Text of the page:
Three children among 16 people killed by gas leak in South Africa

An emergency services spokesperson has said illegal mining operations are suspected in the deadly gas leak.

Police stand at a darkened scene at night, where improvised houses can be seen with panels of scrap metal and wood. A police vehicle is parked nearby.
Police guard the site of a suspected gas leak on July 6 near Boksburg, South Africa [Siphiwe Sibeko/Reuters]

A suspected gas leak has killed as many as 16 people including three children, in Boksburg, South Africa, a suburb just outside of Johannesburg.

William Ntladi, an emergency services spokesperson for the nearby municipality of Ekurhuleni, said the gas leak emanated from a cylinder in the Angelo camp, an informal settlement with limited public services.

Emergency services were called around 8pm local time (18:00 GMT) to attend to what was thought to be a gas explosion. However, first responders came to realise the deaths were caused not by an explosion but by “poisonous gas” leaking into the area.

While Ntladi initially estimated 24 people had died from nitrate gas inhalation, South Africa’s Gauteng Province Premier Panyaza Lesufi later told the media that the death toll had been verified at 16 after a recount.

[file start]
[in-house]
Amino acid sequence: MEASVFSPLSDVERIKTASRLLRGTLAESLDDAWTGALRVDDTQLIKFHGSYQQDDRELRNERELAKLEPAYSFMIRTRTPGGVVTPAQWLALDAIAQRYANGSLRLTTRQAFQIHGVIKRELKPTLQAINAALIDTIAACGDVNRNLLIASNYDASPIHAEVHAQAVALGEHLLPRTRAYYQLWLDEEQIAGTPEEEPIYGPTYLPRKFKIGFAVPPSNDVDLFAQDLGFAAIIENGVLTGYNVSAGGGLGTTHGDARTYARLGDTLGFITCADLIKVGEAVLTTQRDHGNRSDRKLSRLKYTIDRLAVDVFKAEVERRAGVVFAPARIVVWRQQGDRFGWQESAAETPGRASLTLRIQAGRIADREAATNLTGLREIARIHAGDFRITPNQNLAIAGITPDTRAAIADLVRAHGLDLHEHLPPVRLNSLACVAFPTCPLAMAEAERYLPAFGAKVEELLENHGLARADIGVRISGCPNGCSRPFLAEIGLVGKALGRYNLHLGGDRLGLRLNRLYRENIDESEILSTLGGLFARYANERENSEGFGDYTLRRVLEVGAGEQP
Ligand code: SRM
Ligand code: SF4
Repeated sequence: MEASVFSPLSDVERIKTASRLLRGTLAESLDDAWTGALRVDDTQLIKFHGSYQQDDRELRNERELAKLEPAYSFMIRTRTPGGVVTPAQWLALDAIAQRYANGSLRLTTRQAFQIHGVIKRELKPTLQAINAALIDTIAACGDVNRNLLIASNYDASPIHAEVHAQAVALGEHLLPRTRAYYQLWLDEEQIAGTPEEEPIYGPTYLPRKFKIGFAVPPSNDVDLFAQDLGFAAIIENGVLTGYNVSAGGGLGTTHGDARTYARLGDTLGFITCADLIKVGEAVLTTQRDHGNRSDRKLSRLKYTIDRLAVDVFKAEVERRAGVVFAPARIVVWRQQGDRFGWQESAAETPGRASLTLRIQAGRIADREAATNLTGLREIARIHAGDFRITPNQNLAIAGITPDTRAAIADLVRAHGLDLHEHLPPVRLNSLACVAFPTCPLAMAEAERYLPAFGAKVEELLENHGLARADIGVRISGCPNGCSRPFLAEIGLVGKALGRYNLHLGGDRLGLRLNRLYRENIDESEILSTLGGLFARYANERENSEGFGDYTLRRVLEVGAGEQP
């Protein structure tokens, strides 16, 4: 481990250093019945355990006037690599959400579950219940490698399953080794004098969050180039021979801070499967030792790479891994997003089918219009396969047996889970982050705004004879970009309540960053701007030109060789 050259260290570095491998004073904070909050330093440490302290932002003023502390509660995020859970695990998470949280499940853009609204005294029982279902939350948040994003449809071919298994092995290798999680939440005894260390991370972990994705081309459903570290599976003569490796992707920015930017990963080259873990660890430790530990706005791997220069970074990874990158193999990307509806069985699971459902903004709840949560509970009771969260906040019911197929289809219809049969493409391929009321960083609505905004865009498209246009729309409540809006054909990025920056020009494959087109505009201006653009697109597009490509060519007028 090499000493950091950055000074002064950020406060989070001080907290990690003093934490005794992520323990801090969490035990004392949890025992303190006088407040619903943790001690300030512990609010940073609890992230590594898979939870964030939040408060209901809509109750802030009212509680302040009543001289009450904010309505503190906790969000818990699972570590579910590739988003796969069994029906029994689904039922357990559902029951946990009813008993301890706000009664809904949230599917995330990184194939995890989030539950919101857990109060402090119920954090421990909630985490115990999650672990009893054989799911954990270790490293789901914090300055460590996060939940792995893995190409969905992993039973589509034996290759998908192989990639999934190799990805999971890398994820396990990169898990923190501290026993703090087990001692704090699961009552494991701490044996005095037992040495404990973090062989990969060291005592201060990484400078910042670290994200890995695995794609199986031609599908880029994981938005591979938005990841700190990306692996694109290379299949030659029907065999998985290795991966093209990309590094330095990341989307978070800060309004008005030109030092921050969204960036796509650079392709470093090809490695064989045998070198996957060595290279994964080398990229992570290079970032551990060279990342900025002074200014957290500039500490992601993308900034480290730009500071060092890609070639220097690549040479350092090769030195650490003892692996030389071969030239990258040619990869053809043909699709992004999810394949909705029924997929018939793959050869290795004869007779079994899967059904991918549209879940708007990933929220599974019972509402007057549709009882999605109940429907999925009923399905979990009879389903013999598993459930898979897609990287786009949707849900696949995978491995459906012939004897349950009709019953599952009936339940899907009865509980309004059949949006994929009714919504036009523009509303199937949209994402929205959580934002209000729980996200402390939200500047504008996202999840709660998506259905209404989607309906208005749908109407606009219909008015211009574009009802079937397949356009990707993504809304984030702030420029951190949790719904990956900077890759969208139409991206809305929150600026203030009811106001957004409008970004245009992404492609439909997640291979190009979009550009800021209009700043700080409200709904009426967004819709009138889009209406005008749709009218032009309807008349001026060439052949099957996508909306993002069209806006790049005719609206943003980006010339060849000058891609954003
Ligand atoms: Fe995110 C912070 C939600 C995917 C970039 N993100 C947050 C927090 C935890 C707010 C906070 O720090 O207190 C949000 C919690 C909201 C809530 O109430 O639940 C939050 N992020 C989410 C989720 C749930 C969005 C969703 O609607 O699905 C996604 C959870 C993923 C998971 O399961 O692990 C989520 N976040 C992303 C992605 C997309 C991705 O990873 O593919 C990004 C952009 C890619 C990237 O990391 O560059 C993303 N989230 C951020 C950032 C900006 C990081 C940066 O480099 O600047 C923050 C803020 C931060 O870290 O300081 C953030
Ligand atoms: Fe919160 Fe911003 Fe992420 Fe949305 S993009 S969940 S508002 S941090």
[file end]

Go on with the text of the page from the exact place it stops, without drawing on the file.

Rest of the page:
“It’s not a nice scene. It’s painful, emotionally draining and tragic,” Lesufi said, describing bodies strewn on the ground, including one as young as a year old.

Ntladi also offered a possible reason for the leak in an interview with the South African Broadcasting Corporation (SABC), a public broadcaster: “We suspect this could be linked to illegal mining in the area.”

No hospitalisations have been reported so far. But Ntladi indicated that search-and-rescue operations were ongoing, as investigators work through the night to identify victims.

People silhouetted in the dark at the Angelo settlement, near Boksburg
Authorities have said the gas leak at the Angelo settlement may be tied to illegal mining operations [Siphiwe Sibeko/Reuters]

Ntladi also told Newzroom Afrika that the gas cylinder was “basically empty” by the time emergency services arrived on the scene: “So we don’t know from when was this activity taking place.”

He speculated that the nitrate had been used to extrapolate gold from the soil.

Illegal gold mining has been an ongoing threat in South Africa, with poverty, unemployment and crime driving the underground industry.

Informal miners have been dubbed “zama zamas” — the Zulu term for people who try their luck — as they risk their lives in disused mines and rudimentary tunnels, scraped into the earth without safety measures.

A gas explosion in May killed approximately 31 miners working illegally in the city of Welkom, trapping their bodies underground. But recovery efforts were stymied by high levels of methane in the mine — and the threat of further explosions.

Estimates place the number of abandoned gold mines in the country at around 6,000, and environmentalists have warned that industrial mining has left a legacy of poverty and health problems in nearby areas.

The informal mining that has cropped up in its place has also been blamed for a rise in gang violence and turf wars, as would-be miners jockey for the best dig sites.

Source: Al Jazeera and news agencies